I wrote to Edexcel’s subject advisors about unit 23 and I was told “your questions do not refer to a science qualification”. This seems to mean that if it comes under the name “Health Care” then the care of sick patients is treated as though it were nothing to do with science, That seems to me to be both wrong and dangerous, and I should like to hear your view about that question. Clearly the fundamental problem here is that the BTEC is intended as a vocational training for careers in alternative medicine, As a body concerned with education, surely you cannot ignore the view of 99% of scientists and doctors that almost all alternative medicine is fraud. That doesn’t mean that you can’t make a living from it, but it surely does create a dilemma for an educational organisation. What is your view of that dilemma?

Eventually, on 27th November, I get a reply (of sorts)  It came not from the Kathleen Tattersall of the QCA but from yet another regulatory body, OfQual, the office of the Qualifications and Examinations Regulator.  You’d think that they’d know the answers, but if they do they aren’t telling, [download whole letter.  It is very short.  The “more detailed response” says nothing.

 Ofqual does not take a view on the detailed content of vocational qualifications as that responsibility sits with the relevant Sector Skills Council which represents employers and others involved in the sector. Ofqual accredits the specifications, submitted by sector-skilled professionals, after ensuring they meet National Occupational Standards.  Ofqual relies on the professional judgement of these sector-skilled professionals to include relevant subjects and develop and enhance the occupational standards in their profession. The accreditation of this BTEC qualification was supported by both Skills for Health, and Skills for Care and Development, organisations which represent the emerging Sector Qualifications Strategies and comply with the relevant National Occupational Standards Isabel Nisbet Acting Chief Executive

So no further forward. Every time I ask a question, the buck gets passed to another quango (or two, or three). This letter, in any case, seems to contradict what Edexcel said about the involvement of Skills for Health (that’s the talking to trees outfit),

### A nightmare maze of quangos

You may well be wondering what the relationship is between Ofqual and the QCA.  There is an ‘explanation’ here.

Ofqual will take over the regulatory responsibilities of the Qualifications and Curriculum Authority (QCA), with stronger powers in relation to safeguarding the standards of qualifications and assessment and an explicit remit as a market regulator. The QCA will evolve into the Qualifications and Curriculum Development Agency (QCDA): supporting Ministers with advice and undertaking certain design and delivery support functions in relation to the curriculum, qualifications, learning and development in the Early Years Foundation Stage, and National Curriculum and Early Years Foundation Stage assessments.

Notice tha QCA won’t be abolished. There will be yet another quango.

The result of all this regulatory bureaucracy seems to be worse regulation, Exactly the same thing happens with accreditiation of dodgy degrees in universities.

At one time, a proposal for something like Unit 23 would have been shown to any competent science teacher, who would have said”you must be joking” and binned it.  Now a few hundred bureaucrats tick their boxes and rubbish gets approved.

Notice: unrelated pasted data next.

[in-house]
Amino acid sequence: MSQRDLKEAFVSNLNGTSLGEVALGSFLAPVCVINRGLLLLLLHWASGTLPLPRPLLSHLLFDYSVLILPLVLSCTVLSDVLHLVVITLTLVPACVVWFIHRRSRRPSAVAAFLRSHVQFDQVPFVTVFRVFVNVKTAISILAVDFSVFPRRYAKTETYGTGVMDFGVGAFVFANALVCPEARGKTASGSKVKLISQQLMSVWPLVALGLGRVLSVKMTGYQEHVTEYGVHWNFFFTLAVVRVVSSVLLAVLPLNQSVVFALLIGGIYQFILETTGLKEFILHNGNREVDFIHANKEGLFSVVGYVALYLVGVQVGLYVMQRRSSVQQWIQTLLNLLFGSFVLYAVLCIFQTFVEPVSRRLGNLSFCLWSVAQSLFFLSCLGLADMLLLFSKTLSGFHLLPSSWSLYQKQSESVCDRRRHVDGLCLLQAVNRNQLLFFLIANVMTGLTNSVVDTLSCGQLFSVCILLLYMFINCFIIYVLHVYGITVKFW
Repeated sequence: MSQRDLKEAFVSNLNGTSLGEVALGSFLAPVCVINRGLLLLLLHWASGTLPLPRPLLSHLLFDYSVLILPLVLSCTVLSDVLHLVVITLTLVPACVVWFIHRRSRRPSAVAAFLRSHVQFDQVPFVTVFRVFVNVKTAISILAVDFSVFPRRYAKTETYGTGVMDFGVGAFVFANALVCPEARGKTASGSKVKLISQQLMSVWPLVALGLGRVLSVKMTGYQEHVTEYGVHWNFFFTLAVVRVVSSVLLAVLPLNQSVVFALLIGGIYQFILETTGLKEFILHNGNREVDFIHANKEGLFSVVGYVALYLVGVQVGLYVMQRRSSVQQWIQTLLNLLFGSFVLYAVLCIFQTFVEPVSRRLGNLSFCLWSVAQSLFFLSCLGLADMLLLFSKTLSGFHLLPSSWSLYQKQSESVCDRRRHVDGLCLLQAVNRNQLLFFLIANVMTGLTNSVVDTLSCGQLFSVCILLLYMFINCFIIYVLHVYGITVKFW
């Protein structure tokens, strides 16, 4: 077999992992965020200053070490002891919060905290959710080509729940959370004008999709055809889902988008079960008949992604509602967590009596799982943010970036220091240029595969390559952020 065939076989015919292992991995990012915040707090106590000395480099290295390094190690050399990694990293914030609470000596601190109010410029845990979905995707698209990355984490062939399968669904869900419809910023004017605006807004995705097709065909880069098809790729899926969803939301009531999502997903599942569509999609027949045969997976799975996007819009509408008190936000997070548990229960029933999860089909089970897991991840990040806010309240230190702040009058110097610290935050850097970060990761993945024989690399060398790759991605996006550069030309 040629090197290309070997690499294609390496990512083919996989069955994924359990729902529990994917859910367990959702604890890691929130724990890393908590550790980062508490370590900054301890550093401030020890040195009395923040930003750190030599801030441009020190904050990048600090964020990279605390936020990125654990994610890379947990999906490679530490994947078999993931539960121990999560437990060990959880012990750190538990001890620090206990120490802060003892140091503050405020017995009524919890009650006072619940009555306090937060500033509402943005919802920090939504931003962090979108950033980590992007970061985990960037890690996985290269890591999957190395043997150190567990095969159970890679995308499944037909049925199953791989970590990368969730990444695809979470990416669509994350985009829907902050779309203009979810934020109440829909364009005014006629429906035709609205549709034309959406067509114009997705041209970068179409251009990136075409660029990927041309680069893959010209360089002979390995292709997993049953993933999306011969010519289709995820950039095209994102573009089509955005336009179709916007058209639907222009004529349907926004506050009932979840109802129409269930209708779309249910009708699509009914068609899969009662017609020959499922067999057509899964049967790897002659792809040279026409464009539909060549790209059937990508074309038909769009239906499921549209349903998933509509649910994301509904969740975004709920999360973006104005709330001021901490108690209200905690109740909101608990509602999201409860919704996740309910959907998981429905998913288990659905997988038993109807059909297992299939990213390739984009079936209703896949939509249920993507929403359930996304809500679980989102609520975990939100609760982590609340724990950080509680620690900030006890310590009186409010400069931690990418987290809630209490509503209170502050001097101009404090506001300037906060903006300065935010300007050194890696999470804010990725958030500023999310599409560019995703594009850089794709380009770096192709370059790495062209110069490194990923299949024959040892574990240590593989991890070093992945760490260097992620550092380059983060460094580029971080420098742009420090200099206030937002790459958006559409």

There seems to be nobody in any of these quangos with the education to realise that if you want to know the truth about homeopathy, the last person you ask is the Society of Homeopaths or the Prince of Wales.

### What next?

So the mystery remains. I can’t find out who is responsible for the provenance of the appallingly anti-science Unit 23, and I can’t find out how it got approved.  Neither can I get a straight answer to the obvious question about whether it is OK to encourage vocational qualifications for jobs that are bordering on being fraudulent.

.All I can get is platitudes and bland assurances.  Everything that might be informative is clouded in secrecy.

The Freedom of Information requests are in.  Watch this space. But don’t hold your breath.

### Follow-up

Here are some attempts to break through the wall of silence.

Edexcel. I sent them this request.

Freedom of Information Act

Hello

I should like to see please all documents from Edexcel and OfQual or QCA (and communications between then) that concern the formulation and approval of Unit 23 (Complementary Therapies) in the level3 BTEC (page 309 in attached document). In vew of the contentious nature of the subject matter, I believe that is is in the public interest that this information be provided

David Colquhoun

The answer was quite fast, and quite unequivocal, Buzz off.

 Dear Mr Colquhoun, Thank you of your e-mail of today’s date. I note your request for information pursuant to The Freedom of Information Act. As you may know this Act only applies to public bodies and not to the private sector. Edexcel Limited is privately owned and therefore not subject to this Act. Edexcel is therefore not obliged to provide information to you and is not prepared to give you the information you seek. Please do not hesitate to contact me again if you have any further queries. Kate GregoryDirector of Legal ServicesPearson Assessments & TestingOne90 High Holborn, London, WC1V 7BHT: +44 (0)20 7190 5157 / F: +44 (0)207 190 5478Email: kate.gregory@pearson. com

This lack of public accountability just compounds their appalling inability to distinguish education from miseducation.